West Point can be a good turnaround, or you can follow the mangrove preserve until houses appear. At one time, President Richard Nixon’s waterfront home could have been seen further south, but it was razed years ago  Although it would be quite a workout, it’s possible to paddle all the way down to the south end of Key Biscayne and the well-known Bill Baggs Cape Florida State Park. Key Biscayne offers many other great destinations: Cape Florida’s historic lighthouse, Crandon Park’s beach, Marjory Stoneman Douglas Biscayne Nature Center, Crandon Golf Key Biscayne, Crandon Park Tennis Center; and in the developed central area are hotels, resorts, shops and restaurants. Those may be for another day, though, unless the paddlers in your party are in great shape. Don’t forget the sunblock and a personal flotation device for every person in your group.

And remember, there are no two days alike on the water. Every trip will produce its own unique set of wonders, challenges and irreplaceable memories.

Thank you for your interest in Wildlife Research Team!

Hope to see you in a black canoe,
Donna
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Forgive me for getting this missive out later than usual. I’ve been absorbing thousands of words about the oceans of the world, distilling them down to a few hundred to share with you. It’s been quite a voyage.

What caused me to set sail was a news item about a 19-year-old Dutch student who has become a media darling for devising a plan to clean up the oceans in five years. Sounds great, right? Except that the scientists who have actually been working on this problem say it’s impossible. When I watched Boyan Slat present his idea at TEDxDelft I had to admit, he’s the very picture of the Boy Wonder, the young hero our culture waits for to solve all of our problems. He could easily be a rock star with his shaggy hair and poster-boy face. In a delightful accent to his English, he spoke in a confident yet breathlessly nervous voice of his plan to remove 7,250,000 kilograms of plastic from the ocean’s gyres in just five years, even making a good profit from recycling the plastic. He came up with the concept while in secondary school in his native Holland. In 2012, his Ocean Cleanup Array won Best Technical Design at the Delft University of Technology, where he is now an aerospace engineering student. He founded The Ocean Cleanup Foundation in January 2013. www.boyanslat.com
Using the crowdfunding site Indiegogo to raise $80,000 for a feasibility study, he surpassed his goal in one month: $89,518 was the final tally. At the end of his presentation, when he says, “I don’t know if it’s possible, and that’s exactly the reason I’m doing it” you want to believe him!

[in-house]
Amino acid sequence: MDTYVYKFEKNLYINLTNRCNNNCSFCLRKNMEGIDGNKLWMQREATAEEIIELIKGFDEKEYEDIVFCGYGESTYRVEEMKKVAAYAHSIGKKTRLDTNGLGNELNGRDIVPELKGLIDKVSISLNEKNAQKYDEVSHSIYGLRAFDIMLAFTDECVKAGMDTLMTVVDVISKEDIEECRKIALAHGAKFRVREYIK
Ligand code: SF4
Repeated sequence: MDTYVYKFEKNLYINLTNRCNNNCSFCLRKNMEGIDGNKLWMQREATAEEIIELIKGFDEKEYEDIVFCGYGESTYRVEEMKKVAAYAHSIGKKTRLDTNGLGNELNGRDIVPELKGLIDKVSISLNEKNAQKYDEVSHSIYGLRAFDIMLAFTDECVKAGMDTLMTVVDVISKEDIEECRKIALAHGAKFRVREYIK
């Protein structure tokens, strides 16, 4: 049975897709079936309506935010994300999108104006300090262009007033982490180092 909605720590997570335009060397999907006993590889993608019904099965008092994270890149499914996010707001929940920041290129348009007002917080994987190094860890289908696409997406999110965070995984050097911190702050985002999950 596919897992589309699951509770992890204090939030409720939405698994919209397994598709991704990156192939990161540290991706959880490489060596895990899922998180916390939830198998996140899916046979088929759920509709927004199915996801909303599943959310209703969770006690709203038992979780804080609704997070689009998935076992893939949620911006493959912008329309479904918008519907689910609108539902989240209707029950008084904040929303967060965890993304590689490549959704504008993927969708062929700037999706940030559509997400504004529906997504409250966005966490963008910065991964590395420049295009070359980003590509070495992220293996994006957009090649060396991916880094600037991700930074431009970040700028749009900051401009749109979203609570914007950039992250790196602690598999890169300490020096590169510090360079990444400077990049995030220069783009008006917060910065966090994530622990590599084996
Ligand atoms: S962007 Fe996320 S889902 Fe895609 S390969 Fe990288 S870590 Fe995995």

Except…
As Stiv Wilson, Policy Director for 5 Gyres Institute writes in his rebuttal, “The sea is cruel and it’s really, really, really big.” And unlike Slat, Wilson has traversed four of the five gyres and has seen the horror humanity has wreaked upon the ocean with his own eyes.
A gyre (think “gyroscope”) is a giant vortex in an ocean basin created by vast ocean currents. The water in a gyre’s center may pile up six feet higher than sea level outside the gyre. Even if you’ve never heard of an ocean gyre, certainly you are familiar with the Gulf Stream. It is the western current of the North Atlantic Gyre; there are three currents along the other sides.
But it was the North Pacific Gyre which was first brought to public attention in 1997 by Captain Charles Moore. He was sailing home from a long-distance race and encountered an immense area of floating debris, most of it small bits of plastic. Soon it was dubbed “the Great Pacific Garbage Patch” with varying estimates of its size; Marinedebris.info states it’s twice the size of the United States.
Not all of the plastic is on the surface where it could be more readily measured. Not only do fish, birds, and animals become entangled in marine debris, they consume these bits of plastic, thinking they are food, causing internal blockages and starvation. Even worse, bits of plastic have been found to absorb PCBs and pesticides such as DDT (banned in the US since 1972, but still used in other countries). Think about the food chain: a small fish eats what it believes to be plankton but are actually microscopic pieces of poisonous plastic; a larger fish eats that fish, and others; and up the food chain we go, with greater concentrations each link until your lovely fish dinner awaits! Yes, we humans are ingesting greater amounts of micro-plastic every year. And we have only ourselves to blame. 
Experienced marine debris researchers, on www.MarineDebris.info compiled guidelines for cleanup of debris, especially plastics, from the open sea. Slat did attempt to address these issues but I have yet to find an actual scientist who supports his plan (doesn’t mean they don’t exist, just that the community of researchers who have been battling marine debris for years do not agree with him).
Briefly, here are the basic challenges Slat’s system will face, according to MarineDebris.info and 5 Gyre’s Stiv Wilson:
1. the size and depth of the ocean gyres within which floating marine plastics tend to gather; Slat may have to moor his platforms at 4,000 meters, twice as deep as BP’s Atlantis dual oil and gas production facility, 190 miles south of New Orleans in the Gulf of Mexico which at 2,000 meters, is the deepest mooring in the world.
2. depth and concentration of microplastics; Slat’s system uses long, flexible surface booms, but debris can drift down the water column, to 150 meters or more.
3. capturing tiny particles of plastics while not harming microscopic marine organisms such as plankton mingled with the plastics.